7. Offshore oil in the Alaskan Arctic

    NASA Technical Reports Server (NTRS)

    Weeks, W. F.; Weller, G.

    1984-01-01

    Oil and gas deposits in the Alaskan Arctic are estimated to contain up to 40 percent of the remaining undiscovered crude oil and oil-equivalent natural gas within U.S. jurisdiction. Most (65 to 70 percent) of these estimated reserves are believed to occuur offshore beneath the shallow, ice-covered seas of the Alaskan continental shelf. Offshore recovery operations for such areas are far from routine, with the primary problems associated with the presence of ice. Some problems that must be resolved if efficient, cost-effective, environmentally safe, year-round offshore production is to be achieved include the accurate estimation of ice forces on offshore structures, the proper placement of pipelines beneath ice-produced gouges in the sea floor, and the cleanup of oil spills in pack ice areas.

  8. Educational Costs.

    ERIC Educational Resources Information Center

    Arnold, Robert

    Problems in educational cost accounting and a new cost accounting approach are described in this paper. The limitations of the individualized cost (student units) approach and the comparative cost approach (in the form of fund-function-object) are illustrated. A new strategy, an activity-based system of accounting, is advocated. Borrowed from…

  9. 2014-2015 Offshore Wind Technologies Market Report

    SciTech Connect

    Smith, Aaron

    2015-11-18

    This presentation provides an overview of progress toward offshore wind cost reduction in Europe and implications for the U.S. market. The presentation covers an overview of offshore wind developments, economic and performance trends, empirical evidence of LCOE reduction, and challenges and opportunities in the U.S. market.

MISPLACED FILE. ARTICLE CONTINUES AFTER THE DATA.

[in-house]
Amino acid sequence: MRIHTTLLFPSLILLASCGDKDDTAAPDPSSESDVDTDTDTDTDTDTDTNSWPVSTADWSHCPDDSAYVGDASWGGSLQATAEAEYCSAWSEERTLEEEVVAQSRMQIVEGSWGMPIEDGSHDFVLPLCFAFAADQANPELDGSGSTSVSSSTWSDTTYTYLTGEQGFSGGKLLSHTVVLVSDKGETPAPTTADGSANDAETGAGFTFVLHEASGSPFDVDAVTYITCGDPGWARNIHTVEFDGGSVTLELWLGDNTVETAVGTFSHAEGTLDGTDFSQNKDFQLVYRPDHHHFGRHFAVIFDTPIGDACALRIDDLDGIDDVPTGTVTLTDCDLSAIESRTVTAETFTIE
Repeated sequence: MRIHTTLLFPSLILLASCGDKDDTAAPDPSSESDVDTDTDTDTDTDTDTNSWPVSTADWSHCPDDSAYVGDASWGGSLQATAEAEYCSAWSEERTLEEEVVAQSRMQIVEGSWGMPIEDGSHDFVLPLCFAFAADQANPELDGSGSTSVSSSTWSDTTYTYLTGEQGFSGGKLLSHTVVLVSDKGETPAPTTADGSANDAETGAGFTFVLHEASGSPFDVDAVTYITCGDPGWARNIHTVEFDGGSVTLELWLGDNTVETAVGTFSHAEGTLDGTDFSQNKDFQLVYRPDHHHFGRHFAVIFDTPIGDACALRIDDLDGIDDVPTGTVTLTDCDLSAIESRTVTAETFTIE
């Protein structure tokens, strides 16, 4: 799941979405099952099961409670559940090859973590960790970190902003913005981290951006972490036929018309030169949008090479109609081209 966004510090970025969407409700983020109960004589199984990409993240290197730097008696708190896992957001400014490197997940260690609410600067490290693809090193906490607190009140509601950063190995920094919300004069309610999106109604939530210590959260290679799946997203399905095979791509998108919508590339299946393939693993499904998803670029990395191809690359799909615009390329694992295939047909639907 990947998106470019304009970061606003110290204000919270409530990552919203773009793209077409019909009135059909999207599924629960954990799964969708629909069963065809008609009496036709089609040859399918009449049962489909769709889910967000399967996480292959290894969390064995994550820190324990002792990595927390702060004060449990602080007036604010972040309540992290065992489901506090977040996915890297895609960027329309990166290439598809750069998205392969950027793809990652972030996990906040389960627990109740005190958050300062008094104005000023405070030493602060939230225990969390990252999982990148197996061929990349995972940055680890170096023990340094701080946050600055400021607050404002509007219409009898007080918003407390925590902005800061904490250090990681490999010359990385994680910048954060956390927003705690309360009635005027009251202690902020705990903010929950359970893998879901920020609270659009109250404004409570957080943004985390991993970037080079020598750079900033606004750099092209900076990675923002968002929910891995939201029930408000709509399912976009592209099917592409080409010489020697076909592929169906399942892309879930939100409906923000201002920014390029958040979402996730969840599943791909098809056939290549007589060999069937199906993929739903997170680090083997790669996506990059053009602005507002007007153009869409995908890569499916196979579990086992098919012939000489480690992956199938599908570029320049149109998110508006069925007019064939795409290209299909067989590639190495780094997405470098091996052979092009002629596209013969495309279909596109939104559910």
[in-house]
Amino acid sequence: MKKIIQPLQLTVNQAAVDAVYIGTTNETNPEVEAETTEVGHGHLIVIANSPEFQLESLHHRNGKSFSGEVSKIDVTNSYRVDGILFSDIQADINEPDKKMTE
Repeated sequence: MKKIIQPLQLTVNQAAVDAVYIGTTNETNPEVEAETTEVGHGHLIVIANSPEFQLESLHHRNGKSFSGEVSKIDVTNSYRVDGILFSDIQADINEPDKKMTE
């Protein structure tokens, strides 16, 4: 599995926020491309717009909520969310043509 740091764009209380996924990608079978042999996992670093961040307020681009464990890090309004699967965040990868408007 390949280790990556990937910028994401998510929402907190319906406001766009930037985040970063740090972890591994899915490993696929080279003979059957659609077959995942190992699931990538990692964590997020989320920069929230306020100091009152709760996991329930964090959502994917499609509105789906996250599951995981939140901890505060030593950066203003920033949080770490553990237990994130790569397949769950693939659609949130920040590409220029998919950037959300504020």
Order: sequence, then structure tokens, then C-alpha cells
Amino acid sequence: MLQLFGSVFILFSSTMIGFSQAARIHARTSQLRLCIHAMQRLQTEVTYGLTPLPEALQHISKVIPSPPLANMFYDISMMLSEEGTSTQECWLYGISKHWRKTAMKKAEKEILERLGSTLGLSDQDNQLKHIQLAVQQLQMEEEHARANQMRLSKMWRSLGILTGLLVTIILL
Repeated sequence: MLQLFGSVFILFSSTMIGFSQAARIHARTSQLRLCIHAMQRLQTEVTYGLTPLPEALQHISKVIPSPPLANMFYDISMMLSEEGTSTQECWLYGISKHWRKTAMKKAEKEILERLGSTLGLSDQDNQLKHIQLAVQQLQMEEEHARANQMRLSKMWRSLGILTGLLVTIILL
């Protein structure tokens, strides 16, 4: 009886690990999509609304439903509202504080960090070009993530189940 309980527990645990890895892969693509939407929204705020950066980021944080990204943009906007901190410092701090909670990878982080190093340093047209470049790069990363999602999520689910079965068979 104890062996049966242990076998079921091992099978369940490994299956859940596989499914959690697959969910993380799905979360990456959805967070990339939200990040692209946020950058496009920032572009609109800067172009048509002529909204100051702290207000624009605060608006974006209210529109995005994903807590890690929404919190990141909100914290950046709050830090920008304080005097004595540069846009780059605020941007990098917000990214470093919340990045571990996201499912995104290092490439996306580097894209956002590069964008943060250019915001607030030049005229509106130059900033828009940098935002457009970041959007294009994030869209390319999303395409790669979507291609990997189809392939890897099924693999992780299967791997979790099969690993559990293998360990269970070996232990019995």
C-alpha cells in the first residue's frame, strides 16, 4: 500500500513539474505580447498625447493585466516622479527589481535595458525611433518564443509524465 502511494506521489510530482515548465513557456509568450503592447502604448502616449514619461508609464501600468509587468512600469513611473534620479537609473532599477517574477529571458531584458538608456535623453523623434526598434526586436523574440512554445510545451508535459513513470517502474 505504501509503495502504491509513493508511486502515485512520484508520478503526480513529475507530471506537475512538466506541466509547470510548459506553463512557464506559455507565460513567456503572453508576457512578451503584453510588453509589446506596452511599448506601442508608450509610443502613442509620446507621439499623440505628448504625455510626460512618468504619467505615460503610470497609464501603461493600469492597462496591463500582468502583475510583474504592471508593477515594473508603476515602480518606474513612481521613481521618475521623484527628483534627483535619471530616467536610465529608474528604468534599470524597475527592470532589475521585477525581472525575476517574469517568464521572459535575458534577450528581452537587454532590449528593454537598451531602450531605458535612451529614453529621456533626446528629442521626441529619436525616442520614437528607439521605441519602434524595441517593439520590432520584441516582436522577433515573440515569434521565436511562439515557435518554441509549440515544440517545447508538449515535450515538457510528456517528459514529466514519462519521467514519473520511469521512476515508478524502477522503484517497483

10. Solar power satellite offshore rectenna study

    NASA Astrophysics Data System (ADS)

    1980-11-01

    It was found that an offshore rectenna is feasible and cost competitive with land rectennas but that the type of rectenna which is suitable for offshore use is quite different from that specified in the present reference system. The result is a nonground plane design which minimizes the weight and greatly reduces the number of costly support towers. This preferred design is an antenna array consisting of individually encapsulated dipoles with reflectors supported on feed wires. Such a 5 GW rectenna could be built at a 50 m water depth site to withstand hurricane and icing conditions for a one time cost of 5.7 billion dollars. Subsequent units would be about 1/3 less expensive. The east coast site chosen for this study represents an extreme case of severe environmental conditions. More benign and more shallow water sites would result in lower costs. Secondary uses such as mariculture appear practical with only minor impact on the rectenna design. The potential advantages of an offshore rectenna, such as no land requirements, removal of microwave radiation from populated areas and minimal impact on the local geopolitics argue strongly that further investigation of the offshore rectenna should be vigorously pursued.

  11. Human Rights, Academic Freedom, and Offshore Academics

    ERIC Educational Resources Information Center

    Ross, Andrew

    2011-01-01

    Despite the carnage wrought on higher education by the Great Recession, evidence persists that the sector is still host to a speculator psychology. One example is the unabated stampede to set up branches and programs overseas. Colleges have many reasons to go offshore: (1) to reduce costs; (2) to build their "brands" in "emerging markets"; and (3)…

  12. Solar power satellite offshore rectenna study

    NASA Technical Reports Server (NTRS)

    1980-01-01